Follow Br Jack by Email

Saturday, September 23, 2017

Staying in the Day

"Seek the LORD while he may be found, call him while he is near." (Is 55:6)

Staying in the day, staying in the moment is an important spiritual practice. Being alert to everything happening around us, without trying to control or manipulate our environment is a contemplative exercise that can serve us well in everyday life. More important, if we fail to pay attention to each day, we run the risk of getting trapped in the past or day dreaming about the future, an activity that diminishes our acceptance of each day and often damages our relationships. 

Today’s first reading from Isaiah is strong in this regard, reminding us to seek the Lord now, to call upon the Lord now while he is near. Most of us, because we are easily distracted, miss opportunities for intimacy and new hope. There’s a story, allegedly about St Bernard of Clairvaux, but told in many religious traditions, that makes this point well. St Bernard was riding his horse one day and was stopped by a farmer. “I envy you,” the farmer said, “for being able to ride that beautiful horse and say your prayers. It’s a lot easier than my lot in life. I have to work so much there is no time for prayer.” Bernard paused and said, “Prayer is hard work. But if you really think it is easier to pray than work, I’ll make you a deal. If you can pray the Our Father once without distraction, I will give you my horse.” The farmer smiled, assured Bernard that it would be easy for him, and began. “Our Father who art in heaven….Do I get the saddle, too.”

Many think that a life of prayer and reflection would be easy, especially if they lived in a monastery and had four or five periods of prayer together each day. In fact, prayer is hard work as St. Bernard insisted. Learning to let go of all of our distractions is the first step in attending to what is happening right in front of us and the foundation of a healthy prayer life.

Today, pray the Our Father slowly and don't worry about being distracted.

From whom did you learn to pray faithfully?

Friday, September 22, 2017

St Padre Pio

“No one who lights a lamp conceals it with a vessel or sets it under a bed; rather, he places it on a lampstand so that those who enter may see the light." Lk 8:16

What must we do when our inner demons urge us not to display the light God has given us? This is no idle question, but a deep struggle of conscience that many saints have had to face in their lives. The doctor of the church, St. Hildegaard of Bingen, very much wanted to ignore the dreams and visions she had from an early age, but her confessors and spiritual directors, convinced of their value, insisted that she share them. Eventually they reached St Bernard of Clairvaux, the great founder of the Cistercians, who brought then to Pope Eugenius III. When Eugenius read them, he knew they were a gift from God that would enlighten many peoples hearts with the power of the Gospel.

Padre Pio is another saint who struggled mightily with the gifts God gave him. Blessed with the Stigmata, Pio was frightened when first presented with the gift of Jesus' wounds appearing in his own body. Writing to his friend, Padre Benedetto, Pio told the priest that when he first received the Stigmata he thought he was dying, and would have died had not God intervened. Worried about the reaction of others, Pio asked God to take the outward sign of the Stigmata from him. Willing to endure the pain of the wounds, he did not want to face the questions and doubts of his confreres and superiors about their authenticity.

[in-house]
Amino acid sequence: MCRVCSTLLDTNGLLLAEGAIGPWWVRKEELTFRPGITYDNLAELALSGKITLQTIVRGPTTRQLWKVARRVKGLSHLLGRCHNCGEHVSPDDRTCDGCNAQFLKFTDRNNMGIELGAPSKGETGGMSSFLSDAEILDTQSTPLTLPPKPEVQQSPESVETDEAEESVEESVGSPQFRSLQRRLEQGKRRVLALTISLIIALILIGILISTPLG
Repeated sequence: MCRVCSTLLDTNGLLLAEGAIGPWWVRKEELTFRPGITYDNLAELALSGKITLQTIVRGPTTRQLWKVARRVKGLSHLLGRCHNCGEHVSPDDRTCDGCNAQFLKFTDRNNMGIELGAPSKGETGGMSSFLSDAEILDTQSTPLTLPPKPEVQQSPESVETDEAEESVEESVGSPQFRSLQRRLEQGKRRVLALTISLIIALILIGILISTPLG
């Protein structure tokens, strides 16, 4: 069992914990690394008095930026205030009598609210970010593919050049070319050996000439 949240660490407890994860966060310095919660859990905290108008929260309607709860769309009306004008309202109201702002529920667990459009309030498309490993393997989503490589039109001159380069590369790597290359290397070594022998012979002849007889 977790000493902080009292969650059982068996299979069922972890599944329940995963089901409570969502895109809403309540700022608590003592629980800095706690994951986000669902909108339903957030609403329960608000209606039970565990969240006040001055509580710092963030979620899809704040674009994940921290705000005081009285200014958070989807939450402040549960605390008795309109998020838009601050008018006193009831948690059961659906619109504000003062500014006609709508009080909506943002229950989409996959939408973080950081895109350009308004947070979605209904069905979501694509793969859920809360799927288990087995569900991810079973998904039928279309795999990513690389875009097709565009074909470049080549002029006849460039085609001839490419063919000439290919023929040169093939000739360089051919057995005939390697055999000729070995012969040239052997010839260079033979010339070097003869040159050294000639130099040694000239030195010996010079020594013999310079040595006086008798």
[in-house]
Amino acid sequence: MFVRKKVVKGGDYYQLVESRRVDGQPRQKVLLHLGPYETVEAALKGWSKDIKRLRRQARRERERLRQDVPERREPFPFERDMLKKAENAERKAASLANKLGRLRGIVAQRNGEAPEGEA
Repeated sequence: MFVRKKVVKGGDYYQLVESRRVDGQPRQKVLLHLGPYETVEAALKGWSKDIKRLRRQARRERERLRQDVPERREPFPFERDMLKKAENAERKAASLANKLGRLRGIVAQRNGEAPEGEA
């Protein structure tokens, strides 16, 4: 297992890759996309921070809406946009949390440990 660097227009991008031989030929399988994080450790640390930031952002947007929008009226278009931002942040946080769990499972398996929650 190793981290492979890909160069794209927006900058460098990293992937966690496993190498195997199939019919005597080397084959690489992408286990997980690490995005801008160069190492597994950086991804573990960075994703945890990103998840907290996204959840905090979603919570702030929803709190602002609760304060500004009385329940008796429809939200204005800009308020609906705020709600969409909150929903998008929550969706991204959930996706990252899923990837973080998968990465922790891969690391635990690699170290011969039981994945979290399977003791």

With both saints, there was no choice. God wanted to speak and be a light in the world through them. Neither Hildegaard nor Pio was permitted to extinguish their light or avoid public scrutiny. More important, while not as dramatic, none of us are free to let the light of God shining in and through us be extinguished. Rather, our lives of faith are designed to be a guide for others seeking to know God's Good News.

Today, let your light, no matter how weak, shine for God's glory.

What most troubles or unnerves you about being God's light in the world?

Thursday, September 21, 2017

Women in the Church

"Some women who had been cured of evil spirits and infirmities, Mary, called Magdalene, from whom seven demons had gone out, Joanna, the wife of Herod’s steward Chuza, Susanna, and many others who provided for them out of their resources." Lk 8:2-3

In the United States, at least, women have almost always carried the burden of keeping our parishes organized, welcoming an functioning smoothly. Where would our parishes be without the women who lead and teach catechetics, organize celebrations and picnics, and make sure the parish is active in reaching out to the poor and needy? This is not to say that men haven't played key roles in the church, but it is women upon whom falls the daily and weekly tasks that make a parish live and go. They are its face.

It seems St Paul benefited from the same kind of help from the women of his day. In Luke's Gospel, which scholars suggest tells Paul's story, Mary, Joanna, and Susanna were not only faithful disciples of Jesus, they were also generous in their support of Paul' missionary journeys.  Wouldn't it be good to know more about them? Unfortunately, in the ancient world, and too often in our world, women's voices are rarely heard, and their stories seldom told. We should work hard to change that.

Pope Francis continues to move the church in this direction by encouraging what he called,
The indispensable contribution of women in society, in particular with their sensitivity and intuition toward the other, the weak and the unprotected." He also noted that "many women share some pastoral responsibilities with priests in looking after persons, families and groups" and he said he had hoped that "the spaces for a more diffuse and incisive presence in the church be expanded."